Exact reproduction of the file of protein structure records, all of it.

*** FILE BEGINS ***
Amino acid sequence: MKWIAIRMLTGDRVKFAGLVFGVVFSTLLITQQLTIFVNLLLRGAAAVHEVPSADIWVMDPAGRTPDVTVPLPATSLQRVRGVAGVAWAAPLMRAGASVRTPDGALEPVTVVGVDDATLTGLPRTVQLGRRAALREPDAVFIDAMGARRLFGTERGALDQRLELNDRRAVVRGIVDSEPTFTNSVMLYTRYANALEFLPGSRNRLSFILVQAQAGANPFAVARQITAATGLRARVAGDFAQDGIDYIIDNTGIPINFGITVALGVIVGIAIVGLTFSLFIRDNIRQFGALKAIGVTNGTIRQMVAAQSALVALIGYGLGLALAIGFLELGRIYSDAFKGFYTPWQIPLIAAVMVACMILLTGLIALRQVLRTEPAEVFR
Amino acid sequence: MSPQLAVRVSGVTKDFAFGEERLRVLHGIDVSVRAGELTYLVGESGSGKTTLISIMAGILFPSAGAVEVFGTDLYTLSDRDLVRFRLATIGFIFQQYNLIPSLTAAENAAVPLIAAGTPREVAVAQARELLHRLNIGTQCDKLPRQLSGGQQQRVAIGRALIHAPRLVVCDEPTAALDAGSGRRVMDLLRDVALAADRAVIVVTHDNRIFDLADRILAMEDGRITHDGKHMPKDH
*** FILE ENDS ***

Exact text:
Amino acid sequence: MKWIAIRMLTGDRVKFAGLVFGVVFSTLLITQQLTIFVNLLLRGAAAVHEVPSADIWVMDPAGRTPDVTVPLPATSLQRVRGVAGVAWAAPLMRAGASVRTPDGALEPVTVVGVDDATLTGLPRTVQLGRRAALREPDAVFIDAMGARRLFGTERGALDQRLELNDRRAVVRGIVDSEPTFTNSVMLYTRYANALEFLPGSRNRLSFILVQAQAGANPFAVARQITAATGLRARVAGDFAQDGIDYIIDNTGIPINFGITVALGVIVGIAIVGLTFSLFIRDNIRQFGALKAIGVTNGTIRQMVAAQSALVALIGYGLGLALAIGFLELGRIYSDAFKGFYTPWQIPLIAAVMVACMILLTGLIALRQVLRTEPAEVFR
Amino acid sequence: MSPQLAVRVSGVTKDFAFGEERLRVLHGIDVSVRAGELTYLVGESGSGKTTLISIMAGILFPSAGAVEVFGTDLYTLSDRDLVRFRLATIGFIFQQYNLIPSLTAAENAAVPLIAAGTPREVAVAQARELLHRLNIGTQCDKLPRQLSGGQQQRVAIGRALIHAPRLVVCDEPTAALDAGSGRRVMDLLRDVALAADRAVIVVTHDNRIFDLADRILAMEDGRITHDGKHMPKDH